The Top 5 Legal Mistakes Maryland Landlords Make

While it is nice to earn income by renting property, it won’t be worth it if you make legal mistakes and end up being sued in a landlord-tenant dispute. If you are considering becoming a landlord in Maryland, it makes sense to consult a skilled landlord/tenant lawyer to review your documents and practices to make sure they are all legal and your interests are protected. At Lusk Law, LLC, we can help prevent landlord legal claims from happening and keep you from making costly mistakes.

The Top 5 Legal Mistakes Maryland Landlords Make

The Maryland Attorney General’s Office, Consumer Protection Division, offers tips for avoiding landlord/tenant disputes.  By reviewing these, you can prevent costly legal battles.  Here are some of the most common legal mistakes landlords make:

1. Asking Discriminating Questions of Potential Renters

Under the Fair Housing Act, Title VIII of the Civil Rights Act of 1968 as amended, you cannot discriminate in housing-related transactions in Maryland because of:
  • Race
  • Color
  • Religion
  • Sex
  • Familial status
  • National origin
  • Disability.
While you can screen prospective tenants to make sure they are responsible enough to pay the rent, you cannot do things like asking a disabled person about their disability.  If you do, you could wind up having to defend against a fair housing complaint. In Maryland, you are allowed to screen for relevant things like background checks, income, job history, and past evictions. Consulting with a knowledgeable landlord and tenant attorney in Maryland can provide valuable insights into navigating the legalities of tenant screening and ensuring compliance with fair housing regulations. To learn more about housing discrimination in Maryland, see these guidelines provided by the Maryland Commission on Civil Rights (MCCR).  The Baltimore City Council has also added some new requirements for landlords.  You can read more about these here.  For additional education and training, the MCCR offers workshops and seminars about housing laws to individuals, agencies, businesses and organizations throughout the state.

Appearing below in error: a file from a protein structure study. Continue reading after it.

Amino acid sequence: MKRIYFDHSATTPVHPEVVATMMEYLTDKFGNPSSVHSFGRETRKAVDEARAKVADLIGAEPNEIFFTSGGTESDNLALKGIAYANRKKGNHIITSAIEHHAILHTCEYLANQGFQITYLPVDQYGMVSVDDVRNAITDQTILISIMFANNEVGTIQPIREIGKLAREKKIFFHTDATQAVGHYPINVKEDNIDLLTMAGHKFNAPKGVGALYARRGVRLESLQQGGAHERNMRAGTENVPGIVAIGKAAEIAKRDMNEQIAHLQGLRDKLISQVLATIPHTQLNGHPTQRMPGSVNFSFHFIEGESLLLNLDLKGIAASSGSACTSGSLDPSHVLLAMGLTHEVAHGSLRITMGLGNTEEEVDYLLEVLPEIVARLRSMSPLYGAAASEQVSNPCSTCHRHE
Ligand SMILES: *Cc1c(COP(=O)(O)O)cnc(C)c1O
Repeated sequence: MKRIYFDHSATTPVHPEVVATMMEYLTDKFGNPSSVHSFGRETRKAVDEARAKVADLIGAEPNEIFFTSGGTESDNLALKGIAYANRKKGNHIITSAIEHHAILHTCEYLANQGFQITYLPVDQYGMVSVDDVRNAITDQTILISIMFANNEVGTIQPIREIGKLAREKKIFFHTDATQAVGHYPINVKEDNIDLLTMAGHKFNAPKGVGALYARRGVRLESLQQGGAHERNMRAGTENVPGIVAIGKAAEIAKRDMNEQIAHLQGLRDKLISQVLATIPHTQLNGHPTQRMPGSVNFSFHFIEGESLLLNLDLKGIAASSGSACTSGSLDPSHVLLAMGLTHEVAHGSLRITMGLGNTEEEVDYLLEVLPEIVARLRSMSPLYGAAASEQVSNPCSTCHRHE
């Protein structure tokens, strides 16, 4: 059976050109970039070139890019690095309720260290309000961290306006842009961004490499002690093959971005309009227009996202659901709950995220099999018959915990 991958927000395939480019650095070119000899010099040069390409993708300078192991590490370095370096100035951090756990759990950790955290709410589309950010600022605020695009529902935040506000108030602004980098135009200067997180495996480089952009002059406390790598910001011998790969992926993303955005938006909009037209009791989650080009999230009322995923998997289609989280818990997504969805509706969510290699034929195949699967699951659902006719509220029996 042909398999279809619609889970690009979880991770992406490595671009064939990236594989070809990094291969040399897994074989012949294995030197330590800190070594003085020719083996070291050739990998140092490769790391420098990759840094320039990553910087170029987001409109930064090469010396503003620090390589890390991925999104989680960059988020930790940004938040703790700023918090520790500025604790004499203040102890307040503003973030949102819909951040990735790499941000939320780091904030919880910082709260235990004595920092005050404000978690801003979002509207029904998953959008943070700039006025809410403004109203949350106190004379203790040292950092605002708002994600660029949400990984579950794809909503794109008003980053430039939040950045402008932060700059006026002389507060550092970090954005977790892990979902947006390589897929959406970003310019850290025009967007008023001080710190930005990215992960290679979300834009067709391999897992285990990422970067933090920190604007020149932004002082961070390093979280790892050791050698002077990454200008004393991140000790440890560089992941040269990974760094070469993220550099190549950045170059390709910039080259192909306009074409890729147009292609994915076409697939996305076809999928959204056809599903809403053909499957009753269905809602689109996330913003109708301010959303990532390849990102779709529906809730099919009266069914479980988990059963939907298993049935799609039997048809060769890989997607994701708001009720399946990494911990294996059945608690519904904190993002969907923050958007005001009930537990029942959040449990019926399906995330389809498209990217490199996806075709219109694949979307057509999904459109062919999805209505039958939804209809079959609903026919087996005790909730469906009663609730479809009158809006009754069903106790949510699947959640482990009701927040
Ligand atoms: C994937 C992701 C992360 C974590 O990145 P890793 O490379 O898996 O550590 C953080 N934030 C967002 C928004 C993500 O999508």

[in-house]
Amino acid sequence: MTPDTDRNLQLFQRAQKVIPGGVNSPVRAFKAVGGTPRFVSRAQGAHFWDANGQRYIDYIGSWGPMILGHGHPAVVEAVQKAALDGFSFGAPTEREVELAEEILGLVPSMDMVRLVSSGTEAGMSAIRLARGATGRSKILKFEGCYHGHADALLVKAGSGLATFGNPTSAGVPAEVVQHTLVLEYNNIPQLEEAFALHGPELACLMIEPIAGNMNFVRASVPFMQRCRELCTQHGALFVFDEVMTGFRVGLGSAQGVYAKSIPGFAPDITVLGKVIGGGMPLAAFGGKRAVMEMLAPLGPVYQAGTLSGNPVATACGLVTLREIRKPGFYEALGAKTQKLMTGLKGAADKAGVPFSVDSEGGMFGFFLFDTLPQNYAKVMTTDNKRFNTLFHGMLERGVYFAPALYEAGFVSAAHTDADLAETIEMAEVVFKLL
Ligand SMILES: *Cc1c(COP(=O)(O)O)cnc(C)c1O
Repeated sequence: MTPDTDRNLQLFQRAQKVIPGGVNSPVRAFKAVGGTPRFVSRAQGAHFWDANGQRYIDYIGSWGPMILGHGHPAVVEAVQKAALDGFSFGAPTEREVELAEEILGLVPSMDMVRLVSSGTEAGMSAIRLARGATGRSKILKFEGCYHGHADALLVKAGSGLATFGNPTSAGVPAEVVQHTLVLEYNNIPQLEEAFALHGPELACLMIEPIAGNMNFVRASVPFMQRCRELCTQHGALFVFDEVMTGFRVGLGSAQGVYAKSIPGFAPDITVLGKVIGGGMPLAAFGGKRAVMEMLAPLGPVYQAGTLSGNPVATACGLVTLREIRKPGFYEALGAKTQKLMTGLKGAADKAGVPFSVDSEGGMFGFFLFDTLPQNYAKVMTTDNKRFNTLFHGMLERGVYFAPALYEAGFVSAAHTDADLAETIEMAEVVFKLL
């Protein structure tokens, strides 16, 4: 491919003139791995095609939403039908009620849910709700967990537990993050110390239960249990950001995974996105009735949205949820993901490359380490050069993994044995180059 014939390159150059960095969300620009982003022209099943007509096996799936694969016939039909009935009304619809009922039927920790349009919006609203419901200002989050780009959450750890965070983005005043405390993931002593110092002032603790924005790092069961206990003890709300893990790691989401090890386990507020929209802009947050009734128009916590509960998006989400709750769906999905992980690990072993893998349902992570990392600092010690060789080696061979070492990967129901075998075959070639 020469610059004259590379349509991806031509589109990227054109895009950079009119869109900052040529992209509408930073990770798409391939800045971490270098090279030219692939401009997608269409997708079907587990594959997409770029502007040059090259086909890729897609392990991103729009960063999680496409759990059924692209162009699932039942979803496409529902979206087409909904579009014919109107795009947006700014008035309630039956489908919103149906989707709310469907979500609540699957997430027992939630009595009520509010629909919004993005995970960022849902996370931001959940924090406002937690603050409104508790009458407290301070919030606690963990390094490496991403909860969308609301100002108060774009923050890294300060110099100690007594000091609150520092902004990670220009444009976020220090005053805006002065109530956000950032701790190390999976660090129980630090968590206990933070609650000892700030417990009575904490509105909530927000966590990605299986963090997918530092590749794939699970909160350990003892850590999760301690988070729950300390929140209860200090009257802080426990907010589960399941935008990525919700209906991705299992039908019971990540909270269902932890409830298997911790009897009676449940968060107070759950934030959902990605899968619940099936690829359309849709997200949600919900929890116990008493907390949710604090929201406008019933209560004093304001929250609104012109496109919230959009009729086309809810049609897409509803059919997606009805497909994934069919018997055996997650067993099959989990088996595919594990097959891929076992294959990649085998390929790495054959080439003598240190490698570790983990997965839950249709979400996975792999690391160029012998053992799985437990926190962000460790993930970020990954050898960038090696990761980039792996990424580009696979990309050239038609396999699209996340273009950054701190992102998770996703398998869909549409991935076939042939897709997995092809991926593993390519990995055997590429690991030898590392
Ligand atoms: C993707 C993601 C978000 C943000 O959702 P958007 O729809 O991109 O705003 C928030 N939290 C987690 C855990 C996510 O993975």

2. Violating the Tenant’s Right to Privacy

Maryland landlords should not enter the tenant’s home without first giving a 24-hour written or verbal notice, except for emergencies such as a fire or a leaking water pipe. After giving notice, landlords are allowed to enter the property to:
  • Make repairs
  • Show the unit to a prospective tenant
  • Inspect the property.
Violations of tenant privacy can allow the tenant to get out of the lease and may result in the tenant having a legal claim against the landlord.

3. Failure to make disclosures to prospective tenants in Maryland

Landlords are required to make property-related disclosures to prospective tenants. If the tenant suffers damages for problems about which you failed to inform them, you could be liable for damages in a lawsuit. Standard disclosures include:
  • Existence of mold or lead paint or other toxic substance in the unit

4. Refusing to Make Repairs

Your rental agreement should specify who has to make repairs, but, regardless, you are responsible for making repairs that keep the unit “habitable.” This includes providing:
  • Safe electricity, heating, gas, and plumbing
  • Structurally safe roof and flooring
  • Clean water.
Failing to make these significant repairs when requested can result in the tenant’s filing a rent escrow, where they pay the rent into the court, tenant’s moving out, and the rent being abated or monies paid to the tenant.  The Maryland Code provides the the law on making repairs at Md. Code, Real Property, ss 8-211.

5. Keeping or Misusing Security Deposits

You are allowed to keep a security deposit to cover un-paid rent or damage caused by the tenant. However, you may not use it to cover normal wear and tear, appliance upgrades, or refurbishing. If you use the deposit for repairs you must:
  • Provide an itemized list of actual expenses incurred
  • Return the balance of the deposit to the tenant as required by state law.
Failure to do so can result in a tenant bringing a legal action against you and being liable for additional damages and the tenant’s attorney’s fees.

Contact Us to Prevent Landlord/Tenant Legal Disputes in Maryland

Making these mistakes in Maryland can result in aggravation, fines and money owed to the tenant. These costs can eat up the profits from your rental unit. To prevent lawsuits and legal claims, contact the experienced landlord-tenant attorneys at Lusk Law LLC for a consultation at (443) 535-9715.